Irrigated Pasture Procedures Pump Profits for Cattle Producers
A little water and an annual planting of the right grass seed can go a long way toward increasing the bottom line for cattle producers, especially if they are part of an irrigated pasture practice incorporating the latest technology and methods.
Frank Hendrix, WSU Extension educator in Yakima and this year’s Yakima County Cattleman of the Year, is testing new grasses and pasturing techniques at plots in the Yakima Valley. So far, the results have translated into substantial savings for producers, especially in winter feed costs.
At work and at home, Hendrix supplements the perennial grasses in his irrigated pastures with an annual planting of primarily cool season grasses — orchard grass, fall fescue and rye — mixed with legumes, red clover, white clover or alfalfa. The latter are natural nitrogen fixers that “greatly reduce the amount of fertilizer we need,” Hendrix said.
With that planting in August, a pasture can be grazed in late fall, over winter and early spring in addition to the traditional season. It increases the grazing season by about 80 days, according to Hendrix.
“Each day of added grazing means a day less winter feeding expense,” he said. “Each day of grazing means the cattle are not in confinement, and the manure is out on the field where there is no negative effect.”
It makes sense financially, too. “For every dollar it costs to put in that annual mix, we’ve been able to graze $11,” he said. “That’s not too bad.”
Hendrix also uses some new grazing techniques to maximize profits and lower costs.
In addition to the portable, high voltage electric fence developed in the 1970s to split large pastures into smaller paddocks, he now uses “tumble wheels,” rolling dividers that allow cattle to graze in six-foot-per-day increments. “They give a rest stage for the grass, which is a lot better for the grass and makes the pasture a lot more productive,” he said.
He noted that irrigated pasture has been found to fix approximately eight tons of carbon per acre. His next project? Exploring how to tie solar panels into the irrigation electrical grid to reduce producer costs even more.
Reaping More Rewards from Crop Residues
Wheat and barley producers in Washington state’s Palouse region can refine crop residue management to build soil organic matter, curb soil erosion, retain soil moisture and maximize crop yields, thanks to research conducted at WSU in collaboration with Agricultural Research Service scientists.
ARS soil scientist Ann Kennedy and Tami Stubbs of WSU worked with other WSU and ARS colleagues to conduct a two-year study of post-harvest crop residues to identify links between decomposition processes and fiber and nutrient characteristics of the straw.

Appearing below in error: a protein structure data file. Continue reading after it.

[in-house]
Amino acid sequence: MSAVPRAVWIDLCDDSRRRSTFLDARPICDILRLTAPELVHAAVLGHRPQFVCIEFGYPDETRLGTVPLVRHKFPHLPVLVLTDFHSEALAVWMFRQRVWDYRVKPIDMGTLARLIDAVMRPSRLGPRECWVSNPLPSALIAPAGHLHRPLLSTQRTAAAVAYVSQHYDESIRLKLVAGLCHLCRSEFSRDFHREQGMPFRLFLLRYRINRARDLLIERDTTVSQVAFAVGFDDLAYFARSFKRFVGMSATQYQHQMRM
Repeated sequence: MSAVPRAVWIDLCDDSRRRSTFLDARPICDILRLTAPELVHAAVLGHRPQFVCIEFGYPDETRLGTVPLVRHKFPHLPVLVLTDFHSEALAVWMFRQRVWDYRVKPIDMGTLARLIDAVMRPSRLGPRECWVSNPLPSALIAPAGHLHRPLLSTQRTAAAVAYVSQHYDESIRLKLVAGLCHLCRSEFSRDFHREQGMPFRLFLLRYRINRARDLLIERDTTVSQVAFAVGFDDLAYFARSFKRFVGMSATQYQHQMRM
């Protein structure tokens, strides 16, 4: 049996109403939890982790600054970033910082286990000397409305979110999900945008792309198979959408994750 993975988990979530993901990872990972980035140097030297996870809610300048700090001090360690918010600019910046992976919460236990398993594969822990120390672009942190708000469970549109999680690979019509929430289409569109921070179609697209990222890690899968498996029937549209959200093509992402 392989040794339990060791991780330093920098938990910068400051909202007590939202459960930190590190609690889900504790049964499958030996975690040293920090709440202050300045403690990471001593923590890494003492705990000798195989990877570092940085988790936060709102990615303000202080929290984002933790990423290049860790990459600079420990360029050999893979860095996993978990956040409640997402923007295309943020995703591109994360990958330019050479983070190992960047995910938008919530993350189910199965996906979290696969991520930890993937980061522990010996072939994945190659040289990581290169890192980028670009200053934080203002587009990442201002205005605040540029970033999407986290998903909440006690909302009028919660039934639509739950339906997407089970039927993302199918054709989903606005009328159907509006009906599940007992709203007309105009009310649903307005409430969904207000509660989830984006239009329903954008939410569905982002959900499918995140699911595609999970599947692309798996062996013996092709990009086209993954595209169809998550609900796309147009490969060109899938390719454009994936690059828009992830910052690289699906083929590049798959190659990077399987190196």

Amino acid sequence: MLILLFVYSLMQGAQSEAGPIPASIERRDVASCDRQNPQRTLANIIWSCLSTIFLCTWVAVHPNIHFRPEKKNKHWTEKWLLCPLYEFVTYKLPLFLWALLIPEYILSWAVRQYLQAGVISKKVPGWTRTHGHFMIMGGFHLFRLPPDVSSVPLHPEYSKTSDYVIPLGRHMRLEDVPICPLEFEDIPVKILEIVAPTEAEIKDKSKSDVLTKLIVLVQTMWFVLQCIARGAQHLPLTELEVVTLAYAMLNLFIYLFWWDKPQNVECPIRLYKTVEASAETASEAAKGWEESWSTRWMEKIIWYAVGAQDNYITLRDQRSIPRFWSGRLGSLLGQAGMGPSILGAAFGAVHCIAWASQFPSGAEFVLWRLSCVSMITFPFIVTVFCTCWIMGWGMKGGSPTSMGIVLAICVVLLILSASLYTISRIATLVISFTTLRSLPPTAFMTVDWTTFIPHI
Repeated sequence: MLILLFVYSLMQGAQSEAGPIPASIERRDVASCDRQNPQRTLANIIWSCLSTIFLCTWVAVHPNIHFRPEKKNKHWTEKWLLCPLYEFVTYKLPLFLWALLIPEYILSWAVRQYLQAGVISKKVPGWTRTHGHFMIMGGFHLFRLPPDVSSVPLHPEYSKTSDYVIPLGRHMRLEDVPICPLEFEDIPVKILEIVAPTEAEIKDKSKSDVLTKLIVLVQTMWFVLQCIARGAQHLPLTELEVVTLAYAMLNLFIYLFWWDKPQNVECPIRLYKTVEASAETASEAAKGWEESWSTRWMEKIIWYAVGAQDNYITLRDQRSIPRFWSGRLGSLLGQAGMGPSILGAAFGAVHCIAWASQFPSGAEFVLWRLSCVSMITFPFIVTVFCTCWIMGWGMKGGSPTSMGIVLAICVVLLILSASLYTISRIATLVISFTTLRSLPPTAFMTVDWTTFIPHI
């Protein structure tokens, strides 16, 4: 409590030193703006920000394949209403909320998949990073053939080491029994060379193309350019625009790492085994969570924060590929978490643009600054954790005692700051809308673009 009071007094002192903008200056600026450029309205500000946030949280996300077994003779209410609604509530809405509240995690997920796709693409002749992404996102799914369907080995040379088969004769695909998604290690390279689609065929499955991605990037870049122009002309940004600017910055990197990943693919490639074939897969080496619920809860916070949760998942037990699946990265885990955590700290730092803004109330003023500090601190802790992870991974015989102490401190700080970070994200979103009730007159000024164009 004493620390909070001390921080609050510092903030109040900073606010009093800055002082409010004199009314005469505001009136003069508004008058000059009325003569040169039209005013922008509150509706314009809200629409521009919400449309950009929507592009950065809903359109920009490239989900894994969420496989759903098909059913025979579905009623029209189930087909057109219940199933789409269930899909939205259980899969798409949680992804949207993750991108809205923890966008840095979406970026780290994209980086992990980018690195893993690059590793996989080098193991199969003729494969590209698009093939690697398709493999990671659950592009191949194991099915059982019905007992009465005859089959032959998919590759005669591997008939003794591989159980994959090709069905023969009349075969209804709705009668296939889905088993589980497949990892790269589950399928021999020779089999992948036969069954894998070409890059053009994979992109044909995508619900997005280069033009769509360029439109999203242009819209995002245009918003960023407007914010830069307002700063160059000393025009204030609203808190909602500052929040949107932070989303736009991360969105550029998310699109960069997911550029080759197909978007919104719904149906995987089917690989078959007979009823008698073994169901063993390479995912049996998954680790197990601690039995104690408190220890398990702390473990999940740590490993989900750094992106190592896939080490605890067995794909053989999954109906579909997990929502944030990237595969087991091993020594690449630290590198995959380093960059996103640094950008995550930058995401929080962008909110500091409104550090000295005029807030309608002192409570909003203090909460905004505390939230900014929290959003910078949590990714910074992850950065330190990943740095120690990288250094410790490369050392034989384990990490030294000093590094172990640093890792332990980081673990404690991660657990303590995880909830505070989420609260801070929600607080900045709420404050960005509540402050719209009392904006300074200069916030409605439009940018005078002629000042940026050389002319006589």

The researchers looked at residues from 17 cultivars of winter wheat, 16 cultivars of spring wheat and nine cultivars of spring barley grown at four locations in southeastern Washington. Crop residues decompose into soil organic matter, which provides nutrients to crops, limits erosion and helps retain soil moisture. Rapidly decomposing cultivars are less likely to impede no-till seeding in higher rainfall areas where more straw is produced.
The identification of differences in these crop characteristics could help growers select cultivars that produce residues best adapted to reduced-tillage cultivation. These residues may also benefit subsequent crop establishment, maximize soil organic matter to improve yield and increase carbon stored in the soil.
Biofuel Feedstock Field Day
Researchers from WSU, Columbia Basin College and USDA-ARS are hosting a public field day highlighting switchgrass and other perennial warm-season grasses that can be used as feedstocks for ethanol biorefineries and as forage. The focus of the field day will be to learn about the ongoing cellulosic bioenergy research being conducted by CBC, ARS and WSU.
Participants will see warm-season perennial grasses growing with various quantities of applied irrigation water to determine water use efficiency. The field day is just before the first cutting of feedstock materials suitable for harvesting as biomass for a second-generation biorefinery.
Researchers will discuss irrigation and weed management, stand establishment, rooting, varieties, fertilization and biomass yields for the cellulosic ethanol industry. This is an opportunity to see the grasses and learn what it takes to grow them.
The field day takes place at the WSU Irrigated Agriculture Research and Extension Center at Roza Research Unit, Prosser, Wash., on July 2 from 6:30 – 8 p.m.
For more information, please contact June Trimble at WSU-Prosser (509) 786-9232 or Steve Fransen (509) 786-9266.